Two York researchers from the Faculty of Liberal Arts & Professional Studies (LA&PS) have been awarded with funding to address system barriers faced by underrepresented groups in Canada.
The Social Sciences and Humanities Research Council of Canada (SSHRC) awarded funding to Akolisa Ufodike and Andrea Emberly for the Race, Gender and Diversity Initiative to fund community-led research partnerships grounded in the lived experience of underrepresented or disadvantaged groups that analyze the causes of systemic racism and discrimination. The initiative encourages intersectionality – a term coined by African-American scholar Kimberlé Williams Crenshaw – as a research approach to understanding how identities such as race, gender, class and sexuality, and power structures intersect to create various modes of discrimination and privilege, advantage and disadvantage.
“York champions research that aims to address and advocate for underrepresented groups in Canada. By creating new knowledge and opportunities for addressing systemic barriers faced by refugee groups and Black Canadians, we are contributing to healthy, happy and more vibrant communities,” says Amir Asif, vice-president, research and innovation. “I’m delighted to congratulate Andrea Emberly and Akolisa Ufodike for their purposeful research that will have a positive change on vital communities we serve.”
“This success reflects the Faculty’s great strengths in developing research programs that partner with racialized and vulnerable communities, and our investments in supporting community-based research,” says Ravi de Costa, associate dean research in LA&PS.
Fostering opportunities for Black professionals in Canada’s business discipline
Ufodike, an assistant professor from the School of Administrative Studies, was awarded $449,432 over three years for his project “A practice theory approach to diversity on boards and in business practice.” The research is in collaboration with Oliver Okafor, assistant professor, Toronto Metropolitan University (formerly Ryerson University).
Ufodike’s research investigates the barriers that prevent Black people from participating in the business discipline in Canada. Working with Students Against Anti-Black Racism, the John Ware Institute and the Directors College, his research will engage members of the Jane and Finch community, which has the highest number of Black people and immigrants per capita in Ontario, and provide resources, opportunities and networks that will support diversification in business.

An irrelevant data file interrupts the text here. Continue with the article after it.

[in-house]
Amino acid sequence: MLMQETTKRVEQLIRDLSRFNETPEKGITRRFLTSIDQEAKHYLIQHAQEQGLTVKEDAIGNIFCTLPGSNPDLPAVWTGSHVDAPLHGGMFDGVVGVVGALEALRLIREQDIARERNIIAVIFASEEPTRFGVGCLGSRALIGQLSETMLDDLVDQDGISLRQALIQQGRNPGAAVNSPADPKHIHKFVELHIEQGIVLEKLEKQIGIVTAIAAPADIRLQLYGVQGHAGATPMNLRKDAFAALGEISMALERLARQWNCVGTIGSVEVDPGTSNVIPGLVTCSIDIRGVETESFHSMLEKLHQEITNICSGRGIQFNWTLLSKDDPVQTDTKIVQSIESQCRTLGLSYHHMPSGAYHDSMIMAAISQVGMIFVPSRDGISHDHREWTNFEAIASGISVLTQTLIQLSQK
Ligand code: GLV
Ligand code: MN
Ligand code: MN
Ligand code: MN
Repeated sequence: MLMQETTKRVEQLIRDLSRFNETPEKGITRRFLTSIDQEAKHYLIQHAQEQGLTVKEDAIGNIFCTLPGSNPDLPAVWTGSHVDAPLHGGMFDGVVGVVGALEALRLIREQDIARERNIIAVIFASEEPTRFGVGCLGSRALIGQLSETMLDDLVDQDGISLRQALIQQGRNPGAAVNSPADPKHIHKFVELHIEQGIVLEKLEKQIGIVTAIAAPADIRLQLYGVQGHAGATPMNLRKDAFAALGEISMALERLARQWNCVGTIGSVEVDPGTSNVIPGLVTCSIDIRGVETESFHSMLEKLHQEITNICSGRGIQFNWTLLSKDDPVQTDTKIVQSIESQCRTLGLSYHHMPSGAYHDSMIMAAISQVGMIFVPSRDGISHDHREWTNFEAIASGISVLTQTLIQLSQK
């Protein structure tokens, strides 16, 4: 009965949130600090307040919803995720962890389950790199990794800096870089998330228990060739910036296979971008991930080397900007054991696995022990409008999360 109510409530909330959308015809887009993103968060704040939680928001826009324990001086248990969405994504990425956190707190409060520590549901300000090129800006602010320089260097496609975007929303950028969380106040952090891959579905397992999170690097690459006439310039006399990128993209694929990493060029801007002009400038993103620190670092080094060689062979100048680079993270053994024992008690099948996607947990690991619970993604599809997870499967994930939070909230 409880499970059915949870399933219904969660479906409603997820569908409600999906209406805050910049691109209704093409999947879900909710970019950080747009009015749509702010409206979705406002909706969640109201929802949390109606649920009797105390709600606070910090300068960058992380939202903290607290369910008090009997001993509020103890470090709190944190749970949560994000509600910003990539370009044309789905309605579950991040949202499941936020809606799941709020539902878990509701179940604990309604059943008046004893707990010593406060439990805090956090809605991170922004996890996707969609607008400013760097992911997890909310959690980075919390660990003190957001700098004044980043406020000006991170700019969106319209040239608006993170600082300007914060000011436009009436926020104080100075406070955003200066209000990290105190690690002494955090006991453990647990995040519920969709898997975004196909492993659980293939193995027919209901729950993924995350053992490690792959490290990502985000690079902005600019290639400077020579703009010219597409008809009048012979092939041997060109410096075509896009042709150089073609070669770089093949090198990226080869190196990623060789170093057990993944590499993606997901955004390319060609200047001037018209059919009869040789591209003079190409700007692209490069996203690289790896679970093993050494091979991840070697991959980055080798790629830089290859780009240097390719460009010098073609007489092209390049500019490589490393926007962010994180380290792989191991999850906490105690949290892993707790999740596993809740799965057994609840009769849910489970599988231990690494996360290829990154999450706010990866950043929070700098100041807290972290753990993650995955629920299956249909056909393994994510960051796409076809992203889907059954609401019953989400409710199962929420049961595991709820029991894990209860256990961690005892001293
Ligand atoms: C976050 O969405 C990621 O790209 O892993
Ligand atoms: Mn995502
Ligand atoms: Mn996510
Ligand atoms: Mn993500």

The study is the first Canadian business study to document the data on Black students and professionals. It will employ case studies, focus groups and workshops that include educators and employers and use field experiments to test the impact on training, mentoring and placement for getting Black directors on boards.
Mobilizing music to address systemic barriers for refugee children and youth
Refugee children and youth face substantial discriminatory assumptions about their experiences and lives that can serve as systemic barriers to their settlement and well-being.
Emberly, associate professor in the Children, Childhood & Youth Program in the Department of Humanities, is the principal investigator for “Singing our stories: Networking community musical practices with refugee and newcomer children and young people,” which received $447,117. She will work with co-applicants LA&PS Postdoctoral Fellow Kate Reid, Professor Andrew de Quadros (Boston University) and Mirna El Sabbagh (COSTI Immigrant Services) to amplify the voices of refugee and newcomer children and young people experiencing displacement, migration and settlement.
The project works in close collaboration with children and young people who are reclaiming and telling their own stories as a way to share insights into their experiences through processes of forced migration. The research aims to mobilize arts and music-based program delivery to support wellbeing goals by understanding, acknowledging and investing in the lived experiences of refugee children and youth.